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A tale of two bookstores - Crossword and Landmark

When I started as a serious 'serious book reader', I had only one resort - Crossword - to satiate my appetite for reading. I was young and I was relatively less knowledgeable about many things/subjects in life. The two things I had were curiosity and a past full of collecting magazines and story books. Wayne W. Dyer's "The Erroneous Zones", which I picked up from a second-hand roadside book reseller, got me initiated and from then I was regular at Crossword.

Starting with typical self-help-cum-psychology books I drifted towards reading more cross-disciplinary books. The more I read, the more I found Crossword inadequate for my tastes but I somehow managed to stay loyal until the time I went to Bangalore for some official work. I landed in Landmark for the first time and it definitely seemed to have more titles than Crossword. However, Landmark wasn't present in our town and that led me to look for books online. That's when I became a customer of (now called And they've got some darn good business from me.

Tired of shopping (not really shopping, it's the waiting period) books online, I started visiting Crossword again. On a couple of occasions when I again didn't find the desired titles, I visited Landmark and bingo! I got the titles I was looking for. Yesterday again, I visited Landmark and got all the stationery and titles that I wanted but couldn't find in the local stores or Crossword.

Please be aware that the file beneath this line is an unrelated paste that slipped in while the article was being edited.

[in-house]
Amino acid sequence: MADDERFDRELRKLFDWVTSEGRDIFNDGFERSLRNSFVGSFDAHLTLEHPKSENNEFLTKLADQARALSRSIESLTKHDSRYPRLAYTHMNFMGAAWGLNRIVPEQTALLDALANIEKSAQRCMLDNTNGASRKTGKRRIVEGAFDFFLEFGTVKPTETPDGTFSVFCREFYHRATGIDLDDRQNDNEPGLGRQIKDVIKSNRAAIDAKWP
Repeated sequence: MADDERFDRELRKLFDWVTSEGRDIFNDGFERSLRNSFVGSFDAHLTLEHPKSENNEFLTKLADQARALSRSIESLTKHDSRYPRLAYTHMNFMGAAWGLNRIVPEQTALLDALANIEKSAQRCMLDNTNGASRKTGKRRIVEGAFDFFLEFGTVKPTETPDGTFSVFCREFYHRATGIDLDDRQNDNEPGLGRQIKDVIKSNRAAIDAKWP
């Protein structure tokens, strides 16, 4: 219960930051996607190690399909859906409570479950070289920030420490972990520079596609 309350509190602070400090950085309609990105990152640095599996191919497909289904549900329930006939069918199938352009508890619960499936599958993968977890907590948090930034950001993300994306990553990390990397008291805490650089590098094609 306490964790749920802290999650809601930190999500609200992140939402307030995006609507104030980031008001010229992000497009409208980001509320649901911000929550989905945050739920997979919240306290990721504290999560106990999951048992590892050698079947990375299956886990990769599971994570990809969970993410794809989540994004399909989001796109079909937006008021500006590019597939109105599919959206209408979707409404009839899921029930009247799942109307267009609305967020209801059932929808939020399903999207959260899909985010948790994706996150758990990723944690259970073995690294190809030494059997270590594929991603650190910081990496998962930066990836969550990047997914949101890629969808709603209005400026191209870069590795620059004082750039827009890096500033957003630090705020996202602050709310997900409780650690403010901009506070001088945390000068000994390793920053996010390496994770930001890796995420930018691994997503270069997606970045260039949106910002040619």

Landmark is a category killer in books, stationery, music, toys and movies and certain gifting items. Crossword, though just a bookstore (at some stores stocks toys too) doesn't have the depth in its inventory. Looking at the store evolve all these years, it seems that Crossword just stocks the popular or run-of-the-mill bestsellers. Crossword is bent on increasing the number of its stores (it has a total of 45 stores nationwide) instead of the number of titles at its stores. Landmark on the other hand, has been relatively slow - it has only 9 stores nationwide - but stocks a great number of titles which makes it a great bookstore destination.

If the two bookstore brands keep to their strategies, Landmark will evolve to become the category-killer in books while Crossword will go on to be perceived as a corner bookstore with a collection of popular books. Who'll win? Landmark's depth in inventory will definitely appeal to amateurs (aspiring to build an image of serious reader) as well as bibliophiles (serious readers and book collecters). Any doubts? I don't have any.

Online Indian bookstores might outdo both. Search for the right book on, then visit and order for the book; you'll get it cheaper.

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